Who’s Afraid of Vegan Waffles
Every job has its hazards. Police officers put themselves in the line of fire. Teachers risk every antibody and white blood cell known to Western medicine. Even the most white-collar professions have job responsibilities that test life and limb. So, when I began working at a gym I expected some test of self: a missed box jump here, a botched Kettlebell demo there–something. Little did I know that my test would arrive on the coattails of a rapidly growing movement–veganism.
After stepping into my new role as Nutrition coach at Cypher, I was determined to understand what all members were experiencing when it came to nutrition. For me, this meant becoming an expert on all parts of the Healthy Steps Nutrition program we recently launched at Cypher Health & Fitness. I made it my job to try all of the recipes and meal plans prescribed in the program as a way to develop some first-hand understanding of what our members would be experiencing. Thankfully, for me, I already had a first-hand experience with most of the program components. I knew how to eat CLEAN. Paleo was almost second nature with the exception of my favorite glazed donuts here and there. I even had a brief stint with vegetarianism in college; it was a time for experimentation after all. But there was still one stone left unturned; I had no experience with veganism.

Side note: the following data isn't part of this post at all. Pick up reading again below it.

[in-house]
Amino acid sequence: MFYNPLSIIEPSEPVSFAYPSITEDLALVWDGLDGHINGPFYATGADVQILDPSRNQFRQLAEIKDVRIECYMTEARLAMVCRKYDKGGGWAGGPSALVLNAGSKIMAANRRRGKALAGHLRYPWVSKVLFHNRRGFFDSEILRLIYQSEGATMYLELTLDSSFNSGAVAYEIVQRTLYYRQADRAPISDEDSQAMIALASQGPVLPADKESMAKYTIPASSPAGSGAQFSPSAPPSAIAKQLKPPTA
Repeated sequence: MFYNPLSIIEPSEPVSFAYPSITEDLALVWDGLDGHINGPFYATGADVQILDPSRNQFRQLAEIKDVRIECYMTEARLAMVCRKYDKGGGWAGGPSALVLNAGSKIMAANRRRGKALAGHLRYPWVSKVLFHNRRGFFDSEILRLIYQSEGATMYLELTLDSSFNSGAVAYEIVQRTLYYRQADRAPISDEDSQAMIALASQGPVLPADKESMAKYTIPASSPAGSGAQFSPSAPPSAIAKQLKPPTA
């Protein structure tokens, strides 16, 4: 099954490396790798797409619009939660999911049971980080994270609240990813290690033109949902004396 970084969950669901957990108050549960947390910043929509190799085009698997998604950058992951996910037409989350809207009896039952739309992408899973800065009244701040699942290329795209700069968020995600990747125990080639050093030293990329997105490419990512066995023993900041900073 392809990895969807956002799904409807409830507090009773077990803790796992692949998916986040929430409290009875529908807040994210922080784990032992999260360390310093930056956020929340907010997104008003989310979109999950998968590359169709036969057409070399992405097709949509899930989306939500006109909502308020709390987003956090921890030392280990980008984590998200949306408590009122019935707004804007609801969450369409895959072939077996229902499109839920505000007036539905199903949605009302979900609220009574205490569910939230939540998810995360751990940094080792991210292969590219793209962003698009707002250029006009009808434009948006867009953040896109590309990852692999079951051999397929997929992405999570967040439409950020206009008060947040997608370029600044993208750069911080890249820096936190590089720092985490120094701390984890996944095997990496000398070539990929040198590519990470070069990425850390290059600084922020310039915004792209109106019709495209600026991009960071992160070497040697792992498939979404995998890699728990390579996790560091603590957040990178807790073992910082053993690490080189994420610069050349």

First, let’s address the humanely treated elephant in the room–What is Veganism? According to the vegetarian resource group or VRG, “In addition to being vegetarian, not eating meat, poultry or fish, vegans do not use other animal products and by-products such as eggs, dairy products, honey, leather fur, silk cosmetics and soaps derived from animal products.”
Why Do people go vegan? According to the VRG people go vegan for a variety of reasons. Most notably, ” environmental, and/or ethical reasons. For example, some vegans feel that one promotes the meat industry by consuming eggs and dairy products. That is, once dairy cows or egg-laying chickens are too old to be productive, they are often sold as meat; and since male calves do not produce milk, they usually are raised for veal or other products. Some people avoid these items because of conditions associated with their production.”
Many vegans choose this lifestyle to promote a more humane and caring world and others do it because of simple economics. Eating vegan is just cheaper.
My next step in understanding veganism is to actually become a vegan, after the holidays of course. I need one last hoorah with the butterball centerpiece that has championed the holiday season. But, after that, it’s an all vegan diet for three months with the goal of building understanding and compassion for our food-forward members at Cypher and around the world. How bad can it be? Afterall at least glaze is vegan. Isn’t it?
To Your Continued Success,